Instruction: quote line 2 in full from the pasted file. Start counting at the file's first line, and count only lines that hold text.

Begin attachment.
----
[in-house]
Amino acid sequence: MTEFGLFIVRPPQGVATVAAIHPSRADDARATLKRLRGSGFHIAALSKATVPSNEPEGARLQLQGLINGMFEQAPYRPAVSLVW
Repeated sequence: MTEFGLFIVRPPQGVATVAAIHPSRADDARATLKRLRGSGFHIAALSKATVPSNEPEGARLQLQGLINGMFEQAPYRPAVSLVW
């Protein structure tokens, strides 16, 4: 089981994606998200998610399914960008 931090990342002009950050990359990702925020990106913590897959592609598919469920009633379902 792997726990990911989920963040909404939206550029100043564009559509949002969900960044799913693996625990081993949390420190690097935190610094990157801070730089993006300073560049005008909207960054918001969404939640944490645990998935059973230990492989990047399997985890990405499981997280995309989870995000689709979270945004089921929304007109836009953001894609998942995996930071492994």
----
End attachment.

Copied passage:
Amino acid sequence: MTEFGLFIVRPPQGVATVAAIHPSRADDARATLKRLRGSGFHIAALSKATVPSNEPEGARLQLQGLINGMFEQAPYRPAVSLVW